How cognitive bias can ruin your dinner

by Joanna Pieters | Follow her on Facebook here

I was pacing around my kitchen on Saturday afternoon, trying to motivate myself to make supper and feeling thoroughly, creatively, blue.

I tried my normal habit, which is to trace back to what kicked it off. Was it the (perfectly pleasant) conversation with my neighbour? Was it not getting replies about my podcast? Was it the hole in my favourite socks, or the size of my to-do list?

Since none of those things seemed to be giving me the answer, I tried some self-doubt. That reassured me that things might, indeed, be hopeless, and that having any ability to write, create, do interesting things or even come up with a reasonably attractive meal was about as likely as Leonardo da Vinci running a chocolate shop on Mars.

And then, suddenly, it all became completely clear.

The obvious answer we can’t see

Sometimes the answer is right there, waiting for us. But we’re too busy looking elsewhere.

I get into the craziness of our own brains with Neil Pavitt on The Creative Life Show. Neil is the author of Brainhack, a fast and fun guide to how to make the most of your grey matter.

The problem is what’s called cognitive bias. And this is how it works. We think we have a good overall view of the situation, and that we are perfectly rational.

We weigh up what’s happening, and are probably proud of our ability to see different perspectives and angles.

In fact, 165 out of 166 of us think that we are more objective than the average person.


Right there, that’s an example of cognitive bias in action. We deeply, honestly, believe that we’re less biased than most people. (In fact, you’re probably sagely reassuring yourself right at this moment that this is all very well, but you really are).

Cognitive bias is all about the thinking patterns in our brains. We create patterns – literally, neural connections or pathways – that mean we almost invariably think in the same way, no matter how open-minded we think we’re being. We simply do not have the connections that allow us to see something else.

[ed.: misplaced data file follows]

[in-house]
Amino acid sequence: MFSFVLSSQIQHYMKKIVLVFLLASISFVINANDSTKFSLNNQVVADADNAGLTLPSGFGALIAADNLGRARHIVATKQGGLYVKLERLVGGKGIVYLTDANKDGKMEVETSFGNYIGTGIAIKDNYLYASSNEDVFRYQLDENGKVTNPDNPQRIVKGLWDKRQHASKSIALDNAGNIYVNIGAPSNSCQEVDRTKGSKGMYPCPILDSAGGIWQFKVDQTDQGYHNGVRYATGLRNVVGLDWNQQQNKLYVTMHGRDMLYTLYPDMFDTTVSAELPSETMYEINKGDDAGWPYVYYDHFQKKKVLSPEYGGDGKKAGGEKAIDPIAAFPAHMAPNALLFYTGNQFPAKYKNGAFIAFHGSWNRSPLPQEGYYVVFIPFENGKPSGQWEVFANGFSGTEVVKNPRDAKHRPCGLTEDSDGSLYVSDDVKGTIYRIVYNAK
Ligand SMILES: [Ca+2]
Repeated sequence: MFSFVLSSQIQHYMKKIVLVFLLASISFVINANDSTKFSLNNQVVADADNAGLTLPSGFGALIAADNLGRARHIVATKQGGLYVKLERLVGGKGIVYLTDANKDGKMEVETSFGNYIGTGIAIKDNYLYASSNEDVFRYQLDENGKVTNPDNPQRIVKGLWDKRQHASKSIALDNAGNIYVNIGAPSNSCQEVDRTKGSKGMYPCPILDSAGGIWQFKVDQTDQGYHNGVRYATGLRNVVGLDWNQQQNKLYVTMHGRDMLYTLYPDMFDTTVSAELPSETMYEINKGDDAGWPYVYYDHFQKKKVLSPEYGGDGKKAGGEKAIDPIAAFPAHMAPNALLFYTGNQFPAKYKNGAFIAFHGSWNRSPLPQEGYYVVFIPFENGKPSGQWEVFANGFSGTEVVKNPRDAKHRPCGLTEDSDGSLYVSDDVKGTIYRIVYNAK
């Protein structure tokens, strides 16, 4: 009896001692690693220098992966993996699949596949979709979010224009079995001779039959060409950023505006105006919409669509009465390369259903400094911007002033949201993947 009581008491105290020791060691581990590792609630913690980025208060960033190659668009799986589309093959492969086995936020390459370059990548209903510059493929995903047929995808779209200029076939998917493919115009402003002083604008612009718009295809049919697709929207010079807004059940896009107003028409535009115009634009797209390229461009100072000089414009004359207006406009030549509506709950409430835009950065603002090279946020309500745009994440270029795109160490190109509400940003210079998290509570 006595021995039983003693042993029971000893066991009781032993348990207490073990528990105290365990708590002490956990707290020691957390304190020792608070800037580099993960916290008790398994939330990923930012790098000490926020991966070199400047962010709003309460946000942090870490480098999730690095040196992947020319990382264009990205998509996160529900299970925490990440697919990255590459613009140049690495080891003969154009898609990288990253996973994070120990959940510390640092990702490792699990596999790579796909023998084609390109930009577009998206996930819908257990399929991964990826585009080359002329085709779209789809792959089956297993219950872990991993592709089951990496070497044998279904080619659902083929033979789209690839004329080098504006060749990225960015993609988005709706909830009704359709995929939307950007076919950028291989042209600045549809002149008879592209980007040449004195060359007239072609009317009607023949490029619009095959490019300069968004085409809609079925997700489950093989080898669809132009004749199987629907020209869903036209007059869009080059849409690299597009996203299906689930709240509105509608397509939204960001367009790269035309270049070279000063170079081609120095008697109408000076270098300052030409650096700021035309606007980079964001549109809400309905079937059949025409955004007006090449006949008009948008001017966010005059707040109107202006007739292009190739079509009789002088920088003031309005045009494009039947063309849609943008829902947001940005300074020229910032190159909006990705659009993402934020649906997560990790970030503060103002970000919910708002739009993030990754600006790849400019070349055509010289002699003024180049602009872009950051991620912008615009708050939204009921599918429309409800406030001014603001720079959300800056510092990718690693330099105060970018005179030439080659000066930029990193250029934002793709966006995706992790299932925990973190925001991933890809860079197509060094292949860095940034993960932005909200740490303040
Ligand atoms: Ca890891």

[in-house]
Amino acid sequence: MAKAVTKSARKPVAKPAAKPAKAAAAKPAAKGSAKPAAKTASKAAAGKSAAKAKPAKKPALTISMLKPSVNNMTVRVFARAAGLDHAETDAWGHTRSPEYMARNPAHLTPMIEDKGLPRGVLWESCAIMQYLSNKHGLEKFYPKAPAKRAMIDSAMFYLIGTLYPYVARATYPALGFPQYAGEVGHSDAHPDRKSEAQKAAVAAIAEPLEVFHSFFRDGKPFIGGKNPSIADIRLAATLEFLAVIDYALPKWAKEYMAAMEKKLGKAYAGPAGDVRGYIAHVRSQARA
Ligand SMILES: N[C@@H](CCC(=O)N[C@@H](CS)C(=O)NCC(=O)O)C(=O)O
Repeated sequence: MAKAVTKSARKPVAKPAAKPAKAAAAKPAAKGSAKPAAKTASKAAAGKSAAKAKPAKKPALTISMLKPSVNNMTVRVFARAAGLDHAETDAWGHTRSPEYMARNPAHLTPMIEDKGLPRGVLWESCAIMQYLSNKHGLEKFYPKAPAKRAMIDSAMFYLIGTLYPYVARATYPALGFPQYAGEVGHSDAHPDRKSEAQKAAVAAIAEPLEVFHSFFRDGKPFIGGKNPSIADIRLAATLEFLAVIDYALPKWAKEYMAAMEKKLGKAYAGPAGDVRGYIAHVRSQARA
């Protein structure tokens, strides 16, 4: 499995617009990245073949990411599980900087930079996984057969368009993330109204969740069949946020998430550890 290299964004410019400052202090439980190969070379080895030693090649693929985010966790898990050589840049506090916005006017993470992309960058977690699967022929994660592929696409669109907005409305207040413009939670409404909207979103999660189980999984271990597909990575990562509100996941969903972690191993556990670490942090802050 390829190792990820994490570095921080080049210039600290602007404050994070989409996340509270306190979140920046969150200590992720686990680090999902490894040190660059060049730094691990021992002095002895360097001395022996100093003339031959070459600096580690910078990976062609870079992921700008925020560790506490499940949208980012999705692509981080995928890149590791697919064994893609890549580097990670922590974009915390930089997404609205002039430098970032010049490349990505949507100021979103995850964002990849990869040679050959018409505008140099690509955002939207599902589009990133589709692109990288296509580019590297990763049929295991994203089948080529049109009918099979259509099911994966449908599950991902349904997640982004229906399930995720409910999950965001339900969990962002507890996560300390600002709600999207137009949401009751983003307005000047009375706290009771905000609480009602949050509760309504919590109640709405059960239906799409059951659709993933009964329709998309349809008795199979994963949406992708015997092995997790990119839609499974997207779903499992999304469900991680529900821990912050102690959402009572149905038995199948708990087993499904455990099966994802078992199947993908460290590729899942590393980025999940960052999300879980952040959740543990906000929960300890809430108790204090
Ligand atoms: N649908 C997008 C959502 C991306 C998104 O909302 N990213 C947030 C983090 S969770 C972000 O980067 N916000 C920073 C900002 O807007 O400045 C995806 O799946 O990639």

The implications are huge. It means that when we hit a problem, we try to solve it in the same way we did last time, or with the resources we always use. We respond in the same way to challenges, and we see opportunity or threat in the same way we always do.

And yet to make real progress we have to somehow find a way of reaching the answers we can’t see.

Why we need new thinking patterns to beat cognitive bias

Neil Pavitt talks about the ski manufacturers who had a problem with vibration. They solved it, not with solutions from other ski manufacturers, but by learning how violin makers deal with vibrations at a particular frequency.

The key here was to narrow it down to find very precisely what the problem was – in this case, vibrations, not the field, which would have been skis.

Arguably, the less you know about solving that particular problem, the better. It means you’re less likely to make assumptions and more likely to go out and look for solutions completely outside what you already know. This is what makes the saying ‘a little knowledge is a dangerous thing’ so true.

How to beat cognitive bias

It’s tough to do it on your own, but not impossible. Here are four steps to take next time you’re hitting a blank.

1. Recognise that you’re almost certainly making assumptions and decisions based on your own information and experience, and that those will, at best, be only part of the solution.

2. Try to define the problem as precisely as you can, ideally in 10 words or less. (‘Customers don’t pick up our magazine in the newsagent’, ’I can’t explain my ideas to my boss clearly enough’, or ‘The blue on my paintings is not what I want’.)

3. Ask yourself: what might someone say with an entirely different perspective? What would they ask you about it? Be creative, have fun: what would Neil Armstrong, your yoga teacher, Picasso, your most scientific friend say about it? (Beware of asking the live ones directly until you’ve been able to articulate the problem, or you may find they go off in an entirely different direction).

4. List at least 10 different ways you could approach a problem, or take the next step to move things forwards.

The problem isn’t what you think it is

My working through the different causes of my blue-ness finally gave me this very simple flash of insight.

But the reason I hadn’t seen it immediately that I was too caught up in a belief that feeling down about my creative abilities must have some big, universal truth attached to it.

On Friday night I’d been out late with friends, laughing a lot and drinking, um, a certain amount of beer. And on Saturday morning I woke up very early. (Why is that?)

So by supper time on Saturday I was just tired. Tired, a bit cold, and a bit hungry.

That simple.

Miraculously, realising that suddenly got rid of the problem.

My brain threw off its grumpiness, fired itself into action, and I made supper and wrote the beginnings of this blog post in the next 45 minutes.

It turned out that the problem wasn’t even being tired, or feeling blue. It was worrying about it.

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